Computed tomography (CT) and 3-D printing technology are being used by researchers to recreate life-size models of patients' heads to assist in face transplantation surgery, says a study presented today at the annual meeting of the Radiological Society of North America (RSNA).
Physicians at Brigham and Women's Hospital in Boston performed the country's first full-face transplantation in 2011 and have subsequently completed four additional face transplants. The procedure is performed on patients who have lost some or all of their face as a result of injury or disease.
In the study, a research team led by Frank J. Rybicki, M.D., radiologist and director of the hospital's Applied Imaging Science Laboratory, Bohdan Pomahac, M.D., lead face transplantation surgeon, and Amir Imanzadeh, M.D., research fellow, assessed the clinical impact of using 3-D printed models of the recipient's head in the planning of face transplantation surgery.
"This is a complex surgery and its success is dependent on surgical planning," Dr. Rybicki said. "Our study demonstrated that if you use this model and hold the skull in your hand, there is no better way to plan the procedure."
Each of the transplant recipients underwent preoperative CT with 3-D visualization. To build each life-size skull model, the CT images of the transplant recipient's head were segmented and processed using customized software, creating specialized data files that were input into a 3-D printer.
"In some patients, we need to modify the recipient's facial bones prior to transplantation," Dr. Imanzadeh said. "The 3-D printed model helps us to prepare the facial structures so when the actual transplantation occurs, the surgery goes more smoothly. "Although the entire transplant procedure lasts as long as 25 hours, the actual vascular connections from the donor face to the recipient typically takes approximately one hour, during which time the patient's blood flow must be stopped.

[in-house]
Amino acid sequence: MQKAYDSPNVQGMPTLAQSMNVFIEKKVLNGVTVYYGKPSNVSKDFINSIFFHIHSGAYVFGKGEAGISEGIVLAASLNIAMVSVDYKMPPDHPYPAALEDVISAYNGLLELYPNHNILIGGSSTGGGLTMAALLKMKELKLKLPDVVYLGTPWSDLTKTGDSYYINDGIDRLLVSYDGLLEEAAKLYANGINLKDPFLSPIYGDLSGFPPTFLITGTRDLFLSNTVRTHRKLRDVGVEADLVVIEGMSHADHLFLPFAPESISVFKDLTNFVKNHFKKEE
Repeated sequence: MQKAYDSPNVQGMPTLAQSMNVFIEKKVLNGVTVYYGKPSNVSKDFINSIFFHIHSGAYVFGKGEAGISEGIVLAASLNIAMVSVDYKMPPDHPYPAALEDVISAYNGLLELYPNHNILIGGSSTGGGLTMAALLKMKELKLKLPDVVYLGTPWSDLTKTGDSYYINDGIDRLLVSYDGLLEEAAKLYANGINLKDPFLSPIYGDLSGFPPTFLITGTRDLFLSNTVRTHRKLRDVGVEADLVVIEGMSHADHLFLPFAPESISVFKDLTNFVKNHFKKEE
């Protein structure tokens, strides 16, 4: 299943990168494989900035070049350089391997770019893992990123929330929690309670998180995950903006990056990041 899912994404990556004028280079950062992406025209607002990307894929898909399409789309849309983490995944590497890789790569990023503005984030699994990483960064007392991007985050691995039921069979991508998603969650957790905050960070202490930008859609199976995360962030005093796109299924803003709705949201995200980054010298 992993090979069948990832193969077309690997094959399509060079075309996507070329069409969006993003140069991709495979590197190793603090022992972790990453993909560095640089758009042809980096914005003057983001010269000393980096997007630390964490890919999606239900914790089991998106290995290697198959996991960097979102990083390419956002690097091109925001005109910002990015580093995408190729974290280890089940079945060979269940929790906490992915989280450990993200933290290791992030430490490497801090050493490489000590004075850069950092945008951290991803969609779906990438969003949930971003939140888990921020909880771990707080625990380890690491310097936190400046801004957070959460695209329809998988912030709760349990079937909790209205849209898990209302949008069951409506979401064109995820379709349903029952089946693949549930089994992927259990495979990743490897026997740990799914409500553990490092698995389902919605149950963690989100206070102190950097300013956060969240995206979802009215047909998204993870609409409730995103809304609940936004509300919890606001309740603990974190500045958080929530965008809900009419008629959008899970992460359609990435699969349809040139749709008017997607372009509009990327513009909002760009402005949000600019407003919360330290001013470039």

"If there are absent or missing bony structures needed for reconstruction, we can make modifications based on the 3-D printed model prior to the actual transplantation, instead of taking the time to do alterations during ischemia time," Dr. Rybicki said. "The 3-D model is important for making the transplant cosmetically appealing."
The researchers said they also used the models in the operating room to increase the surgeons' understanding of the anatomy of the recipient's face during the procedure.
"You can spin, rotate and scroll through as many CT images as you want but there's no substitute for having the real thing in your hand," Dr. Rybicki said. "The ability to work with the model gives you an unprecedented level of reassurance and confidence in the procedure."
Senior surgeons and radiologists involved in the five face transplantations agreed that the 3-D printed models provided superior pre-operative data and allowed complex anatomy and bony defects to be better appreciated, reducing total procedure time.
"Less time spent in the operating room is better for overall patient outcomes," Dr. Pomahac added.
Based on the results of this study, 3-D printing is now routinely used for surgical planning for face transplantation procedures at Brigham and Women's Hospital, and 3-D printed models may be implemented in other complex surgeries.